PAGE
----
So it seems our protagonist has returned from the Bahamas and is huddling with Scott Boras to determine his next step. There would seem to be three options:
1. Admit it, apologize and try to move on. It worked like a charm for Andy Pettitte.
2. Deny it and fight. This didn’t work for Roger Clemens.
3. Refuse direct comment, citing legal reasons. Pretend to be the victim.
Unfortunately, Rodriguez will likely chose the third option. Boras is adept at trying to spin a story with his version of the truth. Given all the tangents and shadows that have dogged baseball’s drug-testing efforts over the years, this won’t be difficult. The MLBPA would be willing partners in this effort.
But that way would be perilous, both for Rodriguez and the Yankees. It would keep the story alive all season and only encourage further investigation. Barry Bonds tried to duck the punches and now he’s on trial. You know there is some publicity seeking Congressman out there just dying to drag Rodriguez before the cameras.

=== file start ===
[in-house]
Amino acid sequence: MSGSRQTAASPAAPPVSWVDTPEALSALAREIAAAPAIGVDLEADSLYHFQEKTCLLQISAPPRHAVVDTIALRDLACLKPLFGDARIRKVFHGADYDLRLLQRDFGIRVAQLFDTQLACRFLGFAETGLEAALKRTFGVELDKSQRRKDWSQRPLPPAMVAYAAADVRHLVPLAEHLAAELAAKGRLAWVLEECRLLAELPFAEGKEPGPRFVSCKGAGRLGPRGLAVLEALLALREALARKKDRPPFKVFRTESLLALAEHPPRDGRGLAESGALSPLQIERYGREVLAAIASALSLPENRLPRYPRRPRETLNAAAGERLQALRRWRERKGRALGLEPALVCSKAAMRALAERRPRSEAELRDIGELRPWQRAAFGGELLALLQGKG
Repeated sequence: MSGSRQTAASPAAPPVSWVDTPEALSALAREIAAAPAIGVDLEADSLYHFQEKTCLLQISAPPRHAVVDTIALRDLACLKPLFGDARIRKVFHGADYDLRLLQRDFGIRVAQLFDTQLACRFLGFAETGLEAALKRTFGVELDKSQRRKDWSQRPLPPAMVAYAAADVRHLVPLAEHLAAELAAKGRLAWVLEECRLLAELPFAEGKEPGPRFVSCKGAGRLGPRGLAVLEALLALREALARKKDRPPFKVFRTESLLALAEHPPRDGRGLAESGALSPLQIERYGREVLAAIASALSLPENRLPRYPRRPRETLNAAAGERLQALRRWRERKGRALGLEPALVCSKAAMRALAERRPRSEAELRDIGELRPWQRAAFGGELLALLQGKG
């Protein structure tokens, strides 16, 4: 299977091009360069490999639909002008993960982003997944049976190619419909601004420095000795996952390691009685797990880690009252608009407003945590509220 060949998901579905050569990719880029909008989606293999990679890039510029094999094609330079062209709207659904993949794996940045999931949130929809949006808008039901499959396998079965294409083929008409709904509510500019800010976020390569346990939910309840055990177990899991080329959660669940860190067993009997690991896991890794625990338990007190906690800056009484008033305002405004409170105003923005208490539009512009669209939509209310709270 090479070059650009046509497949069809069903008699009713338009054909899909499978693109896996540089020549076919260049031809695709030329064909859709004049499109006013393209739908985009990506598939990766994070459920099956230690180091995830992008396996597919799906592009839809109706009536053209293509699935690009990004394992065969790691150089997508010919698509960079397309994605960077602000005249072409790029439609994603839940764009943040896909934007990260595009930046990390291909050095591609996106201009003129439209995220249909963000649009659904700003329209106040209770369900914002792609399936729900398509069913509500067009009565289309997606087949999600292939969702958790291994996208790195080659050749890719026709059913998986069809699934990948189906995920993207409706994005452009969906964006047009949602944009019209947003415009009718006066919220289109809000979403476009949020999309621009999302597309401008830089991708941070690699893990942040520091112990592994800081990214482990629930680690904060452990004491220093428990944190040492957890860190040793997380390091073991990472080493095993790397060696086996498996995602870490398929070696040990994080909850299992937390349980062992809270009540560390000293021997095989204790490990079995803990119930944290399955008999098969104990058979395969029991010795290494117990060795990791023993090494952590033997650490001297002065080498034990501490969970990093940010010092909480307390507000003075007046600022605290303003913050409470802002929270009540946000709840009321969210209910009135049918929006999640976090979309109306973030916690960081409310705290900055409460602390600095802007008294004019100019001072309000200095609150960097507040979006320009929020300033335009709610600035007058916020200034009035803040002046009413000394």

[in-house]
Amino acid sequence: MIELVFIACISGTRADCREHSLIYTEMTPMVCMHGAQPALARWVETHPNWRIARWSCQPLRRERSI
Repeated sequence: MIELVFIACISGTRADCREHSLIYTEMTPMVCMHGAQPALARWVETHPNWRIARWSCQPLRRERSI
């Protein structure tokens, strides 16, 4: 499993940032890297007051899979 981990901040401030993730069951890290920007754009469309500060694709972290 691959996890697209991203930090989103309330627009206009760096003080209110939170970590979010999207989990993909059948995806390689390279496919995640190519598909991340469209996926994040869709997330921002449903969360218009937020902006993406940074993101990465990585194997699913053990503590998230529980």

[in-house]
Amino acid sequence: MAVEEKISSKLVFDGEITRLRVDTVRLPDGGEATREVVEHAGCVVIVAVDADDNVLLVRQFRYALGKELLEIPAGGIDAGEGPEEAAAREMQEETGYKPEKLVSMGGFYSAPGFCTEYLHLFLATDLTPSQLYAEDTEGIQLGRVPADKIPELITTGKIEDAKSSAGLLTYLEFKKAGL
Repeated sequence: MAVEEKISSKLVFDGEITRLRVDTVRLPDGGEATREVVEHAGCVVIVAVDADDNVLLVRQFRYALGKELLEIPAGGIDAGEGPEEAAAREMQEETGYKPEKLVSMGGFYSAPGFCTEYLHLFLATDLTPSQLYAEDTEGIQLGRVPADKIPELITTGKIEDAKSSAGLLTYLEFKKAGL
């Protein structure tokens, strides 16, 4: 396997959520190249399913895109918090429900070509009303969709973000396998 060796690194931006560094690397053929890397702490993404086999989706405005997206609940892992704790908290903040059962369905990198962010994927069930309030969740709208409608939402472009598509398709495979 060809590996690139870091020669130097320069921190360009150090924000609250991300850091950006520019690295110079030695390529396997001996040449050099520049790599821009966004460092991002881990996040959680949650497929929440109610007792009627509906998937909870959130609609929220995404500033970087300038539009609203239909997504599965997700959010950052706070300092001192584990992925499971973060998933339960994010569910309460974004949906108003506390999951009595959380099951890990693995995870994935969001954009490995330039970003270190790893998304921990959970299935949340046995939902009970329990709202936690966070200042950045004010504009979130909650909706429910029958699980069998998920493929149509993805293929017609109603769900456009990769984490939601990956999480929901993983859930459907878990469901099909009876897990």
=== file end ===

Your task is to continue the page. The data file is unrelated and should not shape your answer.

Yankee fans forgave Jason Giambi and Andy Pettitte and would do the same for Rodriguez. But not commenting would turn even supporters against him. It would be a tacit admission of guilt without the contrition.
Somebody with a firm voice — Hal Steinbrenner? — needs to tell Rodriguez to act swiftly and surely and allow the Yankees to get on with their season. The question is whether Rodriguez will listen.
The next post will be about baseball, promise.